While we should be careful not to blatantly or implicitly mislead let's not characterize efforts to guard the element of surprise in a goodwill gesture as deceptive even if information is withheld.

        In every case sincere prayer and solicitation of the Holy Spirits guidance is needed.

        (4)
        • Chris, I generally agree with you and with many comments others have made along the same line but I wouldn't take this thing too far in either direction. Jesus expanded what it meant to commit adultery and to kill in the Sermon on the Mount. By implication we can also do the same to the rest of the commandments.

          What I think we need to do is to see the principles involved in the Ten Commandments and with wisdom from God to apply them in our lives. For instance God commands us:

          You shall not make for yourself a carved image, or any likeness of anything that is in heaven above, or that is in the earth beneath, or that is in the water under the earth; you shall not bow down to them nor serve them (Exod. 20:4-5 NKJV).

          The last part of that command should tell us what the commandment is about. Some have taken this to extremes to mean that we can't make any likeness of anything but that is obviously not what God meant because He instructed the Israelites to make statues and tapestry of angels and other living things in the sanctuary and since He doesn't contradict Himself we need to correct our understanding of the commandment concerning idols. Incidentally, we can create an idol that has no physical form but are concepts such as money, fame, cherished ideas, etc. To me then extremes in either direction is not good - we need to be in the center.

          (3)
    • Nzooma,
      I believe that the two posts by Hugh, quoting EGW, are incredible reminders that we be credible, before God.
      To address your experience directly, your response was misleading. I respect your heart's desire to please God by searching your heart in this matter. I think that is what the Holy Spirit expects of us. Misleading can run us into bad situations at times.

      When a surprise is planned, we have to plan carefully, under the guidance of the Holy Spirit, how we inform both primary and other relevant persons. I think your experience has already sharpened that concern, so I think you will be quite ready the next time. Maurice's example did not fit your scenario, which reminds us that there will be multiple kinds of situations, and therefore it calls for caution regarding misrepresentations, as in your case, or possible danger that Maurice alluded to.

      In your situation, it also raises the question of negotiating with persons of integrity, as for example who you choose to bake the cake. Its always better to have persons we have good relationships with, and in contact with often, so there is hardly a need for question or explanation.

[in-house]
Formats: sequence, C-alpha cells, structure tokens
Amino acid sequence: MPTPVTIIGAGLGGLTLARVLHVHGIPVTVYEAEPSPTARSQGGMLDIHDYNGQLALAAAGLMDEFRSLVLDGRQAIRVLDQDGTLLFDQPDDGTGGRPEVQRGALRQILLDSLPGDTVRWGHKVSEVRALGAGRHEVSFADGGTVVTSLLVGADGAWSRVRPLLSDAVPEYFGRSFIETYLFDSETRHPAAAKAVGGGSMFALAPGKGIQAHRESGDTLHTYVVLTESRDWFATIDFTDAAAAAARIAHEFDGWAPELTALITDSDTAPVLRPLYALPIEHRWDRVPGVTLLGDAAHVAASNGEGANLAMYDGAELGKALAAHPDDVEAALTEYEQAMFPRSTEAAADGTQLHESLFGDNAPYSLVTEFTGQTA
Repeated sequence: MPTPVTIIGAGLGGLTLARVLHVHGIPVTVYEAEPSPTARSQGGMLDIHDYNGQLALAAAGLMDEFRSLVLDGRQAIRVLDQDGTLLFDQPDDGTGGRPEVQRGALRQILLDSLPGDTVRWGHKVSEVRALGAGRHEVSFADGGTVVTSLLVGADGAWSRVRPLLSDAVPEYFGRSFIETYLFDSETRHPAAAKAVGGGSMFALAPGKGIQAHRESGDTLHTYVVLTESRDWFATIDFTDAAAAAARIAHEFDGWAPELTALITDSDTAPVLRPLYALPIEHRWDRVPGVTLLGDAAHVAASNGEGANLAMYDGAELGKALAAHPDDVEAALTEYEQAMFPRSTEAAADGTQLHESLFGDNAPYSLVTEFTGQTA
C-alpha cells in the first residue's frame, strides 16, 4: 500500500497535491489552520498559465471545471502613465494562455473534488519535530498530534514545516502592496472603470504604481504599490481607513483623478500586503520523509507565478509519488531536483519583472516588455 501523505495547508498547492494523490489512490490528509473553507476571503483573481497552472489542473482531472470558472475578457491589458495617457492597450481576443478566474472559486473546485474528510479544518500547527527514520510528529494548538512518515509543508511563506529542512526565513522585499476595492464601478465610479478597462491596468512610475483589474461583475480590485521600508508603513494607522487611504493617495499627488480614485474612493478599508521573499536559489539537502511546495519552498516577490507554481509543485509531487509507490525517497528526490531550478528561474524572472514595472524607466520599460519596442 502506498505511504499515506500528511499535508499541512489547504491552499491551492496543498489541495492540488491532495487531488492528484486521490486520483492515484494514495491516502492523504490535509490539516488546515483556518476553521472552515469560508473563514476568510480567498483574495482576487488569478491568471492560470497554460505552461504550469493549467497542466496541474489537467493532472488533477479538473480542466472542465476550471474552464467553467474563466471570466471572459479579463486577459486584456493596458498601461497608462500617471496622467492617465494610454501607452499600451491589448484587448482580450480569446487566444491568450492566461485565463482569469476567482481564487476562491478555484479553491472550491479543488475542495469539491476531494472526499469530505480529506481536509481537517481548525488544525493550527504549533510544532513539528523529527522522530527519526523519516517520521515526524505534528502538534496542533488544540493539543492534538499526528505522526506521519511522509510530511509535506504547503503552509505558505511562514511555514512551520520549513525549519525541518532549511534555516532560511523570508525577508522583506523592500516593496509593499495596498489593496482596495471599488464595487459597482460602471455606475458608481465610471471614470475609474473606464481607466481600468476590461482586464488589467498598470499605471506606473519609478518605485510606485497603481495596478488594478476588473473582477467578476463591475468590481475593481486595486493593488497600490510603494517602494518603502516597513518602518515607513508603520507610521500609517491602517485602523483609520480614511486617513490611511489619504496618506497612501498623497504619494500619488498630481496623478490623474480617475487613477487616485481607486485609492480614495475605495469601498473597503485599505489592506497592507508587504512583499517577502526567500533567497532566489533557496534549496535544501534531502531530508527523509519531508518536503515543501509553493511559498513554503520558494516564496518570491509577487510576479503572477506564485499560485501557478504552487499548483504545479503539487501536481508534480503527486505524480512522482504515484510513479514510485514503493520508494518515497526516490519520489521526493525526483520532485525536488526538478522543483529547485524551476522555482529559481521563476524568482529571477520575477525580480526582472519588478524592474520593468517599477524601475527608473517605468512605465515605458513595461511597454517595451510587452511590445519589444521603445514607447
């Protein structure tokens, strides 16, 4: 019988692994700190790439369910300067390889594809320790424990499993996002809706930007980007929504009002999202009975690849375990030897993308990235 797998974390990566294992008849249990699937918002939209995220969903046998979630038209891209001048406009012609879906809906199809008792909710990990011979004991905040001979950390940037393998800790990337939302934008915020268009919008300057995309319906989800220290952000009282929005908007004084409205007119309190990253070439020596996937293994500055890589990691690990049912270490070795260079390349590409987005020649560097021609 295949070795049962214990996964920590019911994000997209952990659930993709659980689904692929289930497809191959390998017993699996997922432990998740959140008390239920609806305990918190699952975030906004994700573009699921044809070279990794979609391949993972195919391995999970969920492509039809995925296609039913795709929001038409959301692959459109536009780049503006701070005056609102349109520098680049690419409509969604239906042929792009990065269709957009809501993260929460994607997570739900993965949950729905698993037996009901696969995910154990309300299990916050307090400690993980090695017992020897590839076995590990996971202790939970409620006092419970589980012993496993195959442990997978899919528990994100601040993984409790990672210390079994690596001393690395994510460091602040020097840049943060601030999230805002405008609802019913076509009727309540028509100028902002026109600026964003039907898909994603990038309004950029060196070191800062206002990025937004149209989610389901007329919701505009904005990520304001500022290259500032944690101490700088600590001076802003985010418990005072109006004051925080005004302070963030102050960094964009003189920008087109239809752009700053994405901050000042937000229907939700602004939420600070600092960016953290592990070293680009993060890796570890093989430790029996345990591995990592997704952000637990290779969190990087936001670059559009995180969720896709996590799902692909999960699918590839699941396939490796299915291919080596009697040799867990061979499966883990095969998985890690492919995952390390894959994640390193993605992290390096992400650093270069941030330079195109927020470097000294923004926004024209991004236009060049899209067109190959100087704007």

(1)
    • Thanks for all insightful and bible/SoP based contributions concerning surprises and/or deception thru suppression of truth. I like also the guidance to pray as the first thing in all circumstances.

      One thing is true that God the Holy Spirit does not leave us alone. He's there as our counsellor John 14:26 who guides us into all truth John 16:13 and also convicts us of sin John 16:8.

      May we each, prayerfully take Him thus, personally in our daily walk with Him whatever the day to day nitty gritties of our lives. God bless us all.

      (0)
  5. Question #3, "What are some ways we can lie without ever using words?"

    We can keep quiet when we need to say something. We can also express a half truth by giving a one sided report when we know the other side as well. Often times this is done in sales when some unfavorable thing is conveniently left out of a sales pitch (the almost unreadable fine print). It is basically the same as having, "honest scales, honest weights, an honest ephah, and an honest hin" (Lev. 19:36 NKJV; see also Prov 11:1; Amos 8:5). This is also a big problem in statistics and in scientific reports where things can be bent to favor a particular opinion.

    As Adventists we also get trapped in this when seeking employment. We will often demand our Sabbaths off but sometimes we will "conveniently" leave that out of the employment interview and then enforce it through law after we are on the job. In my opinion such things are deceitful and in principle is a violation of the ninth commandment to say nothing of the bad witness we give to those outside the church.

    (4)
  6. Proverbs refers to "fools" l am so surprised at how l fit the description and noticed l do all the things fools are said to do. I concluded that sinners as we are, we probably are all fools. But can we walk with God so long and still be "fools"

    (2)

Leave a Reply

Your email address will not be published. Required fields are marked *

HTML tags allowed in your comment: <a href="" title=""> <abbr title=""> <acronym title=""> <b> <blockquote cite=""> <cite> <code> <del datetime=""> <em> <i> <q cite=""> <s> <strike> <strong>